The Dodge D-50 was okay, too, but the Ford Courier was the worst.
I had one of these little beasts. Same year with the quad headlights. It was slow and rough-riding but unkillable. Mine was pretty rough when I bought it and I proceeded to beat it like a rented mule. It never quit on me though. I’d buy another if I could find a purty one. I love Japanese mini-trucks to this day, like most everyone here.
Why can’t I buy a small 2014 model truck like this? I know the big ones get good mileage with the modern electronics, but I don’t need or want something that big, At least bring back the ‘son of LUV’ S-10.
Interesting. I’ve noticed the Hilux get taller and taller with the (sort of) same footprint. Even VW has launched one here, but I’m not sure how seriously the tradies take it. Holden recently rebadged their baby utes to Isuzu, which they were all along.
My current HiLux has a 4 litre v6, my first a 2 litre I4, and is probably a foot taller than the old one. I really think there is a place for a ute in the same size range as the old one, perhaps Great Wall will enter that niche!
The guy I bought my merc off had just bought a new Great Wall ute. For some reason he had to spend $1500 for new ECU, but theoretically it was still under warranty. I didn’t push for more info because he was plainly not happy about it.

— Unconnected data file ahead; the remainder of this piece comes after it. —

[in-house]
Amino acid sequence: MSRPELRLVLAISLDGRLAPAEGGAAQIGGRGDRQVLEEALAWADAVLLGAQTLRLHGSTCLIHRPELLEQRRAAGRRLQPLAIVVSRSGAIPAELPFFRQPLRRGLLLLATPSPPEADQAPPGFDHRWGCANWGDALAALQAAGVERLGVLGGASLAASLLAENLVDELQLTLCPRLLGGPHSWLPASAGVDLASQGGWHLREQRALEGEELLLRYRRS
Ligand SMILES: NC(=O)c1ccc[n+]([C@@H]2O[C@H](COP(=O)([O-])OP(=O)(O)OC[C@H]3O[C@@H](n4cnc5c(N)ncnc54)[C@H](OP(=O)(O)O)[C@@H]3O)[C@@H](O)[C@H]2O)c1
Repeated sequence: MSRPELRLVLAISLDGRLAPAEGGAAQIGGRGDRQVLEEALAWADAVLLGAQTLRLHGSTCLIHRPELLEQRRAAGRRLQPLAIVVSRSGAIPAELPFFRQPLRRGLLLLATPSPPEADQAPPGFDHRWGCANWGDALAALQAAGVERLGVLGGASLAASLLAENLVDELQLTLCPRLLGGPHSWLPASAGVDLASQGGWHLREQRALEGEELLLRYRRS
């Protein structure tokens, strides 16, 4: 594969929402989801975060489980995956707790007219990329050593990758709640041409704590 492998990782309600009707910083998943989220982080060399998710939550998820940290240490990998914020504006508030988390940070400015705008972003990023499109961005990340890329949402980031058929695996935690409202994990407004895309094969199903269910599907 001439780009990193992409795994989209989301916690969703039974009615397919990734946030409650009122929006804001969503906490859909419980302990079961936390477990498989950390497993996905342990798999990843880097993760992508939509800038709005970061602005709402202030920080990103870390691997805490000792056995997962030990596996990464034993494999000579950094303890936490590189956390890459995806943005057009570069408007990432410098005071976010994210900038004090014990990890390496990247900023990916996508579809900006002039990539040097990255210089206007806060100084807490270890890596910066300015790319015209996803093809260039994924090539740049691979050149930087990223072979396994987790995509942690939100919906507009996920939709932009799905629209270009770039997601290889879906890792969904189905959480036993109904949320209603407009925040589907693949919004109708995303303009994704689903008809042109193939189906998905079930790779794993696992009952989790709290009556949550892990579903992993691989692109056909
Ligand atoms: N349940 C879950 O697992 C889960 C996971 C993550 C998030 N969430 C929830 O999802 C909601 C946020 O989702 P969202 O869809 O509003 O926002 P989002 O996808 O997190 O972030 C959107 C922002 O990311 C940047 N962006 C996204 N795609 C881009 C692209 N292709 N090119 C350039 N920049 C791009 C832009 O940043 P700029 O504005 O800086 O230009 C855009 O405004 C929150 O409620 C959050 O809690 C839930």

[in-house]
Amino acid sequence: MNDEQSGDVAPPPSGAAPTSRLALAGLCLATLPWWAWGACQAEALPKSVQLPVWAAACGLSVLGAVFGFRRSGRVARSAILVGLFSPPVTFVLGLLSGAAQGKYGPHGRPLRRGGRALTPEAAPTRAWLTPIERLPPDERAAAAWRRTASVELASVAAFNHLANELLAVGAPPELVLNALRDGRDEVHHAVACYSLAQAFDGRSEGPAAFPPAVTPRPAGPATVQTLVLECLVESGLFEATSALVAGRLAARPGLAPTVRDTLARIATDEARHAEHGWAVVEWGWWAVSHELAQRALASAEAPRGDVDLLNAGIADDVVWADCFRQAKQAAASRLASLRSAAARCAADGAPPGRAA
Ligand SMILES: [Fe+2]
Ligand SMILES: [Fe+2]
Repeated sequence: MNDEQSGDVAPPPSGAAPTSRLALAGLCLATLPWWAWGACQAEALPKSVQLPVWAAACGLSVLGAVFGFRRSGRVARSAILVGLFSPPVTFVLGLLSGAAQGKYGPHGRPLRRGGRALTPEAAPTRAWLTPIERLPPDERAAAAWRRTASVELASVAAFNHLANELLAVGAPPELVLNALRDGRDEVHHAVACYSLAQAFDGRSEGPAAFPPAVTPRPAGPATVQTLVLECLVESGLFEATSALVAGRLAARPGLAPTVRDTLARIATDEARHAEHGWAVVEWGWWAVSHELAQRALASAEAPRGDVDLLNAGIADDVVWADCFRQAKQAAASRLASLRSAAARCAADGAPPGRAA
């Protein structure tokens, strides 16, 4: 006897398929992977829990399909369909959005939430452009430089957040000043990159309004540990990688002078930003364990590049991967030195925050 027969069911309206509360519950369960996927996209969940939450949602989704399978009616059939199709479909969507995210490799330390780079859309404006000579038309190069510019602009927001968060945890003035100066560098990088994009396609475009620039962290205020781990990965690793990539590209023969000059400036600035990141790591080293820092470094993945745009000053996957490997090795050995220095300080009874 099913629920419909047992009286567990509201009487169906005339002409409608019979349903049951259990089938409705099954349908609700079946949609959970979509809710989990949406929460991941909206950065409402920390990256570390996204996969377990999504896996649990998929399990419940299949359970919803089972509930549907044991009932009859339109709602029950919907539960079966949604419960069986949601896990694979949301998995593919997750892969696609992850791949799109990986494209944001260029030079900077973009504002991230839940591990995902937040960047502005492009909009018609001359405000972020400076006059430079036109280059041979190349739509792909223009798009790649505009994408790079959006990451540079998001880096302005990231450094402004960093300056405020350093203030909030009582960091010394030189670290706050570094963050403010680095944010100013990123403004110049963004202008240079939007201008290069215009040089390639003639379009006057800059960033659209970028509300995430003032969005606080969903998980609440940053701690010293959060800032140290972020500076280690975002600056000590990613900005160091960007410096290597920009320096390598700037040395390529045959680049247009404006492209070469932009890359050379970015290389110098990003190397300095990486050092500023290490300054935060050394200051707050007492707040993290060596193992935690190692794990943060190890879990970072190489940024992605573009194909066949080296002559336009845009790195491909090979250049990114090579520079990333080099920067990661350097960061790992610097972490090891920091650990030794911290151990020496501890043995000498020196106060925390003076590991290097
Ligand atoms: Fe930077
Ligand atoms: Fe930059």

It’s only a matter of time before they too get their caca together.
Great Wall is a photocopy of a 96 Hilux built in China plenty on the roads here and Fotons with Cummins engines Hilux has priced itself too high lately and the Chinese are eating their lunch, Holden still has their Colorado but I like the new BT50/Ranger they drive quite well with 3.2 5cylinder diesel and 6 speed box, These old Chev Luvs were in the NZ govt fleet years ago and they werent much good, real rust buckets compared to the B series Mazdas which went forever just needing constant timing chain replacement.
There are some stories that GM will bring back a LUV-like truck soon to to the US. They sell a LUV in Latin America (Daewoo-based??).